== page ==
Notion as an application has been one of the revelations for me in 2018. It’s a knowledge base – a note taking app – but also so much more. I used Notion to manage the todo’s for this project; to work on the actual content; and to write this very blog post.

In the process I learned how to add columns to pages in Notion, and a few shortcuts.

When I felt like I got far enough content-wise, I exported the content to markdown using Notion’s export function to start work on the actual website.

11ty (eleventy) instead of Bedrock

For the 2017 edition I worked with our static site generator Bedrock to create the templates for the Best of website.

While I obviously like working with Bedrock, the object of this project is to learn something new, so I wanted to give the new static site generator 11ty a try (thx Jérôme for the tip!).

11ty is pretty unique as far as static site generators go, since it tries to get out of your way by putting less restrictions on how you want to structure your content and in which format you write it than other static site generators.

This has its good and bad parts. In a way it is very flexible. In another way it’s also very ambiguous about what is possible and what isn’t.

Theoretically, if you want to create parts of your content in markdown, parts in Pug and parts in Nunjucks you could if you wanted to. I really liked working with 11ty but in the end it wasn’t as flexible as I wanted it to be. Perhaps it might be in the future, since the project is at version 0.6 – not a 1.0 yet.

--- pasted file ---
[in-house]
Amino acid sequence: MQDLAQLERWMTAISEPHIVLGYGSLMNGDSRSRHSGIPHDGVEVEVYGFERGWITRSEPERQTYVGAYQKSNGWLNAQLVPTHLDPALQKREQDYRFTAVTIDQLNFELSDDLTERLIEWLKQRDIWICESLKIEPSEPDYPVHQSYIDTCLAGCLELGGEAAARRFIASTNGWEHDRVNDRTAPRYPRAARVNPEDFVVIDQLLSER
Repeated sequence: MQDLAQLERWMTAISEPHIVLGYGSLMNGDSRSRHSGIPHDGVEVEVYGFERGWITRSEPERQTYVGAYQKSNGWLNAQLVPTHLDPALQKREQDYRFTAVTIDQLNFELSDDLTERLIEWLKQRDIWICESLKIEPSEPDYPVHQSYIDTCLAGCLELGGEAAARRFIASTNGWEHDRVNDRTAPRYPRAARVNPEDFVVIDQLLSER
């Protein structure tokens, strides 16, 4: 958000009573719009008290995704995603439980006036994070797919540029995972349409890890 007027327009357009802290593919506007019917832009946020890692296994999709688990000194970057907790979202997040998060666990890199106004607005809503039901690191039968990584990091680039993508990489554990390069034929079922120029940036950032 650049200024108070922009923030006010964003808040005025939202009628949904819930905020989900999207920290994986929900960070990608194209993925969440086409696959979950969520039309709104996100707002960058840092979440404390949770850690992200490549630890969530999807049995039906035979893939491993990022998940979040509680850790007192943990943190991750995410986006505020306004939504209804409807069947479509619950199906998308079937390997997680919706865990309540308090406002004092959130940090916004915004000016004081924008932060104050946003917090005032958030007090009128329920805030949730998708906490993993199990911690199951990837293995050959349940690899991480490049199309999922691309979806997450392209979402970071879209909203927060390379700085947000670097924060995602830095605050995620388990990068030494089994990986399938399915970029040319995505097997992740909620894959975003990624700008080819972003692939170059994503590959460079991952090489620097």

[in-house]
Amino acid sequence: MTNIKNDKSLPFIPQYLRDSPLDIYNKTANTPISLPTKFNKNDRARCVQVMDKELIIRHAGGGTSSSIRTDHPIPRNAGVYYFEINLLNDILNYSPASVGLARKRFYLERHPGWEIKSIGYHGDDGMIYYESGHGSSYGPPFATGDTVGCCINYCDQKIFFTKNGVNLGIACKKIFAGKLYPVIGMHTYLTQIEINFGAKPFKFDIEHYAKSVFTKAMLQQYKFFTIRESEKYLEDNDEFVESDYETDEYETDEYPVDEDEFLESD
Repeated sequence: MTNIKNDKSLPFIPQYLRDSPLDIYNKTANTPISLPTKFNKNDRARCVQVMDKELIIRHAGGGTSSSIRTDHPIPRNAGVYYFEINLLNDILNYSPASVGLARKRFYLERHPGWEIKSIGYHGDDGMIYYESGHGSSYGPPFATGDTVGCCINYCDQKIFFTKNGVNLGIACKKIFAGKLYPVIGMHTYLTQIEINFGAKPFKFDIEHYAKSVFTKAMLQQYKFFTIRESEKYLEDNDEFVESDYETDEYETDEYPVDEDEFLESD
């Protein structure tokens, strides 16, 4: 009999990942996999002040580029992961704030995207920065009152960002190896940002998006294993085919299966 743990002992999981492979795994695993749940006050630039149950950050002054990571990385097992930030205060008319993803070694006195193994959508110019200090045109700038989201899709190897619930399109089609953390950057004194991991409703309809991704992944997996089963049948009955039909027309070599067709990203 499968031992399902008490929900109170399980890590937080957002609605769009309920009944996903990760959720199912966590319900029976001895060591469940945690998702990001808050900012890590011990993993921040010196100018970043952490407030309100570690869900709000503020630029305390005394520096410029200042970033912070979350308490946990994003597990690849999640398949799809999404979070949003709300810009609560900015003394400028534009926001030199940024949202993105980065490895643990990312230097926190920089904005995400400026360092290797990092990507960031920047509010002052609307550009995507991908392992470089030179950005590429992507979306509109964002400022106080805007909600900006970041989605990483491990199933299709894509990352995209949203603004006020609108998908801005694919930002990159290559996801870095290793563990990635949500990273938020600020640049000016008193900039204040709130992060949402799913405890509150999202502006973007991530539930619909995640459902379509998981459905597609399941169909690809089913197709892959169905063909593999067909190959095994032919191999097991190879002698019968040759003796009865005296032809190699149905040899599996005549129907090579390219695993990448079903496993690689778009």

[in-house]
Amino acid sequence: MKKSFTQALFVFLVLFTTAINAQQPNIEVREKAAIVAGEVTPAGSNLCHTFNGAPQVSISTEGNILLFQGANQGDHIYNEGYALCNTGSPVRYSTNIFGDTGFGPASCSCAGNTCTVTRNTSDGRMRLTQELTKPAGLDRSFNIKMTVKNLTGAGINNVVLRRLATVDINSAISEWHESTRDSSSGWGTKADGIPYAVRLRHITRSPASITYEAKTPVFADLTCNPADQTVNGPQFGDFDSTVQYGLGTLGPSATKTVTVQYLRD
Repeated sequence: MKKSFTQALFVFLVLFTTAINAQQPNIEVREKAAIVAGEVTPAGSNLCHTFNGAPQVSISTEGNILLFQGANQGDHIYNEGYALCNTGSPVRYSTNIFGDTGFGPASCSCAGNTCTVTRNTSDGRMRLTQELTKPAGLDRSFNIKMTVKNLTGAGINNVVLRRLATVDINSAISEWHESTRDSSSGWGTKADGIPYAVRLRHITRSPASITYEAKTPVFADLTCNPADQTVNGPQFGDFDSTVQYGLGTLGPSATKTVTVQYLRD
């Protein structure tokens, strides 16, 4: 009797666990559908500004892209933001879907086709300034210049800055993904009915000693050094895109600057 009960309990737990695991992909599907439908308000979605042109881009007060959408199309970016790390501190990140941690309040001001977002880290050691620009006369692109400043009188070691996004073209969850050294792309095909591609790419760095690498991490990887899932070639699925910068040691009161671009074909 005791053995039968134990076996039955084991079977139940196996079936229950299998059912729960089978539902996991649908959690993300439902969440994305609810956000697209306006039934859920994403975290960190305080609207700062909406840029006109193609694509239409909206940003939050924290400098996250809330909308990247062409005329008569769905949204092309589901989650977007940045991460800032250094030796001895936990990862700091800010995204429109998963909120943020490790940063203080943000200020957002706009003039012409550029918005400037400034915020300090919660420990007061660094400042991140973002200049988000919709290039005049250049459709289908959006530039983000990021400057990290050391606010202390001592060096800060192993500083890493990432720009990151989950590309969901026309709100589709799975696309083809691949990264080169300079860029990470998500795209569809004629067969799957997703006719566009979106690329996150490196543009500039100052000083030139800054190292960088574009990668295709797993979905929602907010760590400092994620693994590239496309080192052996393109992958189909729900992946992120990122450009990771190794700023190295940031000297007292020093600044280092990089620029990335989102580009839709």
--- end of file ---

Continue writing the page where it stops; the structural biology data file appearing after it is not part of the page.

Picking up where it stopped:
In the process of creating the Best of 2018 website I created a Gulp 4 based workflow around 11ty which I might share publicly in the future. It’s not perfect yet but it works. I discovered once again you can lose a lot of time trying to optimize workflows. First you think setting up Gulp is simple and hours later you’re still debugging the perfect sync between incrementally generating files and injecting CSS/JS changes live.

Design and CSS

Design-wise I had started on a concept design in October. I didn’t get very far because I decided I would keep a similar design as last year’s Best of.

Having decided that it seemed pointless to design things in a design app.

When I started coding I did change the technical underpinnings.

I used Mono’s internal BEM/ITCSS framework (called Jungle) which has matured over the past year. This meant I had to write very little custom code.

Because of the technical underpinnings I literally spent 1 hour on making the whole thing responsive.


In a lot of ways the end result is exactly what I made last year, but the technical underpinnings have changed.

In the process I took the time to look for tools and techniques that can remain staples of my workflow for years to come. Just like last year there’s going to be techniques that I will use immediately on my first day of work in 2019, and there will be things that I’ll probably never touch again.

All tech nerdery aside, I hope you enjoy the content itself. They’re my favorite things I watched and listened to this year. I wish everyone a splendid New Year’s Eve and see you all in 2019.